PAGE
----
Richard Stockton Full Biography
I was born October 1, 1730 in Princeton on land my grandfather had purchased from William Penn in 1701. I was well educated as a youth and graduated from the College of New Jersey in Newark in 1748, before my family donated money and land to move the college to Princeton in 1752. I was admitted to the bar in 1754, opened a law office in Princeton, and became known as a very eloquent lawyer. In 1757 I married Annis Boudinot and rebuilt our home after a fire in 1758. Annis named our home Morven, Gaelic for big mountain.
During the Stamp Act controversy I spent fifteen months travelling in England, Scotland, and Ireland. I met with Reverend John Witherspoon in Scotland and, acting as a trustee of the college, convinced him to accept the presidency of the College of New Jersey. I attended royal functions and impressed King George III with a speech acknowledging the repeal of the hated Stamp Act. I advised many prominent people that the colonies would steadfastly oppose taxation without representation in Parliament. I escaped an early death on two occasions. With my small sword, I fought off a thief who attacked me in Scotland and I missed the sailing of a ship, on which I had booked passage to Ireland, that sank in a storm killing everyone aboard.
Returning to New Jersey, in 1768 I began service on the Governor’s Council and was a judge on the Supreme Court in 1774. Not wanting to see war break out between England and her colonies, I sent a plan for American self-government to Lord Dartmouth, Secretary for the Colonies. My plan called for the colonies to be independent of Parliament, but to maintain allegiance to the Crown. I warned Dartmouth that if something like this was not done that an awful war was inevitable. When my efforts failed I decided to support my native country so I resigned my royal offices and was elected to the Continental Congress in June 1776.
On July 1 my good friend John Witherspoon and I set off to attend Congress in Philadelphia. We arrived there soaking wet after the long, muddy ride from Princeton that included a violent thunderstorm. We arrived later than expected and after John Adams had concluded a speech in favor of independence. I insisted that Adams repeat his message and then listed to the debate. Strongly in favor of independence I later said that Adams was, “the Atlas of the hour, the man to whom the country is most indebted for the great measure of independency. He who sustained the debate, and by the force of reasoning demonstrated not only the justice, but the expediency of the measure.”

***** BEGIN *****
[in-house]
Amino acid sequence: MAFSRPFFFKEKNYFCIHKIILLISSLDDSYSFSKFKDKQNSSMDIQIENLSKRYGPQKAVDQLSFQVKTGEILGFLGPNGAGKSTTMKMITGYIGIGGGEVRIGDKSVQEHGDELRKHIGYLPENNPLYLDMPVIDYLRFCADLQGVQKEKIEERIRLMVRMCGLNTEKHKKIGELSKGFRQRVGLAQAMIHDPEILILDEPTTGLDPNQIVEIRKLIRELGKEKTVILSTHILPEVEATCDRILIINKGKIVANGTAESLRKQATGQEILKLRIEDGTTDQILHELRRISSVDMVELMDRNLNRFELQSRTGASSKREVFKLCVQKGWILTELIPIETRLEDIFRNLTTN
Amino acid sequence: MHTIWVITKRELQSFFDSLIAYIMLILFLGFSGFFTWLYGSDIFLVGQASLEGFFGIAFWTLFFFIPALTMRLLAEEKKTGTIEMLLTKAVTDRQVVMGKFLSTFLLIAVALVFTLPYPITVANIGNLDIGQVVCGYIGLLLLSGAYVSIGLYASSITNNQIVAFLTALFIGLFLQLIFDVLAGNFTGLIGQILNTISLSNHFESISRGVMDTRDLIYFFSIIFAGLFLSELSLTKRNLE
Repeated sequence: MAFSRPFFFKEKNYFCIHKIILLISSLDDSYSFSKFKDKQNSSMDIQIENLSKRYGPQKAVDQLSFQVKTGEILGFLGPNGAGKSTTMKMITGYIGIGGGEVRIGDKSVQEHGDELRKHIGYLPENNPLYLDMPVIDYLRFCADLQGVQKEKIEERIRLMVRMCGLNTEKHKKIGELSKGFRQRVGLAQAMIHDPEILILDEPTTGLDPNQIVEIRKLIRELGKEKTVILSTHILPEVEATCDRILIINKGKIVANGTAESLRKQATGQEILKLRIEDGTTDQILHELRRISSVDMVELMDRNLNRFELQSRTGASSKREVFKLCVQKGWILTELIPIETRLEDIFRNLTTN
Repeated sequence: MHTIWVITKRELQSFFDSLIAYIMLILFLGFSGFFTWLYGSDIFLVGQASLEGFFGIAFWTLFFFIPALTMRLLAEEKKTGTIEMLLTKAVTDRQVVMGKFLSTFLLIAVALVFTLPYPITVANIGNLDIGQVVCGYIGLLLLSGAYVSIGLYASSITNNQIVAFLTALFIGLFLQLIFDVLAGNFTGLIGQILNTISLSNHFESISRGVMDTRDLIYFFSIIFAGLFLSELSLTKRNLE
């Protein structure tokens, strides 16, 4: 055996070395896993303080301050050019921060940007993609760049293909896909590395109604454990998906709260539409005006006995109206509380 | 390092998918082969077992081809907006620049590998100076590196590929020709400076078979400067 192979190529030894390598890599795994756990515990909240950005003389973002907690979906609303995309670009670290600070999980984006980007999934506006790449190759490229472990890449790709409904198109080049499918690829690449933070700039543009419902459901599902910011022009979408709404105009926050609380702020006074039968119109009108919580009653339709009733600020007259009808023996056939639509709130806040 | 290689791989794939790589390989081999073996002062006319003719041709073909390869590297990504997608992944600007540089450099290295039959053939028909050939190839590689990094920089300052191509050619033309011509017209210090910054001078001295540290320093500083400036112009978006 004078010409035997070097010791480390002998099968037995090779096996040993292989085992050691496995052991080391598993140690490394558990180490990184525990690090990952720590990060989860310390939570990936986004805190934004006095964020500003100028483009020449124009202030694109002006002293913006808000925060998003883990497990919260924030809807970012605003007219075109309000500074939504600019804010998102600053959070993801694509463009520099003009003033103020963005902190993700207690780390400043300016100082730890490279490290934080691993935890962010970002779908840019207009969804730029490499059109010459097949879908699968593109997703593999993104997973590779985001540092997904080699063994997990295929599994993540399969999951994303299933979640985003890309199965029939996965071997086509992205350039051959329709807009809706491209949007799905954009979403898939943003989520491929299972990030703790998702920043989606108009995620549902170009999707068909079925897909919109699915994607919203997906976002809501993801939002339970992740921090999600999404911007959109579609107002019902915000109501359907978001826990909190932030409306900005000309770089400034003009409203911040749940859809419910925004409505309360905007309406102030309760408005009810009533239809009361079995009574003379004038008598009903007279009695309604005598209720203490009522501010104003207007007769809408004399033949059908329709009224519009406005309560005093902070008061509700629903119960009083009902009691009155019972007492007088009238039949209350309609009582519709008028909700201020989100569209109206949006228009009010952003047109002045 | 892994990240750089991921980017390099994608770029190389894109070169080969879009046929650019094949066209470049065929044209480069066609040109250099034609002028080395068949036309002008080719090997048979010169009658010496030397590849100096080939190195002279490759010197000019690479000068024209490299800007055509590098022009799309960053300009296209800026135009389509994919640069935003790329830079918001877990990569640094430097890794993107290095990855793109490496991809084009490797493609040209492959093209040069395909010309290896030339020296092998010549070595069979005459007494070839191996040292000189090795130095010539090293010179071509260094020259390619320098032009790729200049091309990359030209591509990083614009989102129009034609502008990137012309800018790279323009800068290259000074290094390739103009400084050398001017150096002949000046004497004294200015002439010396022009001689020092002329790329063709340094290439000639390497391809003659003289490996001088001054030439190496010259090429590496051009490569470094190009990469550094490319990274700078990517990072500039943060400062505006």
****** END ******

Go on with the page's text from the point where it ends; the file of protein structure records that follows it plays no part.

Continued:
In August I unexpectedly received the same number of votes for governor of New Jersey as William Livingston. But, I really did not want to serve in high public office in the State, preferring to work in the Continental Congress. I was one of the few signers of the Declaration of Independence who visited the army to see first-hand the conditions the men were enduring. On September 26 fellow signer George Clymer of Pennsylvania and I set out on a two month journey to inspect our northern army. We travelled to Albany, Saratoga, and Fort Ticonderoga and everywhere found the army in dire need of all necessities, with no prospects that their needs could be satisfied. I wrote to the New Jersey legislature to do everything possible to supply our troops with shoes, stockings, and other clothing.
When the British invaded New Jersey in November, I hurried home and moved my family to the home of a friend thirty miles from Princeton. On November 30, I was dragged from bed in the middle of the night by Loyalists and, clad in only my nightshirt and breeches, was marched away. They turned me over to the British who jailed me first at Perth Amboy and then in New York. I was put in irons and starved and shivered in the cold winter weather. I was finally given a parole by General Howe that required me not to participate in the war effort. People at the time, and my later biographers, debated whether I actually signed an amnesty agreement and swore allegiance to the King. I returned home sick and near death to find that my home had been plundered by the British army. My furniture, clothing, writings, and library were burnt and my farm animals and produce carried away.
I slowly regained my health over the next two years, but then developed cancer and died on February 28, 1781, several years before my county won independence. After a service in Nassau Hall, although no longer a Quaker, I was buried at the Stony Brook Quaker Cemetery in Princeton among my Quaker ancestors.
The website of the Society of the Descendants of Signers of the Declaration of Independence contains a biographical sketch written by John C. and Kathryn Glynn, authors of a 2006 biography entitled His Sacred Honor Judge Richard Stockton: A Signer of the Declaration of Independence. This web page is located at http://www.dsdi1776.com/signers-by-state/richard-stockton.
There are also a number of collective biographies of the signers of the Declaration. Several of the more recent ones include:
Barthelmas, Della Gray, The Signers of the Declaration of Independence: A Biographical and Genealogical Reference. (Jefferson, N.C.: McFarland, 1997).
Kiernan, Denise and Joseph D’Agnese. Signing Their Lives Away: The Fame and Misfortune of the men who signed the Declaration of Independence. (Philadelphia: Quirk Book, 2009),
Ferris, Robert G. and Richard E. Morris. The Signers of the Declaration of Independence. (Flagstaff, AZ: Ineterpretive Publications, 2001).
Cunningham, John T. New Jersey’s Five Who Signed. (Trenton: New Jersey Historical Commission, 1975).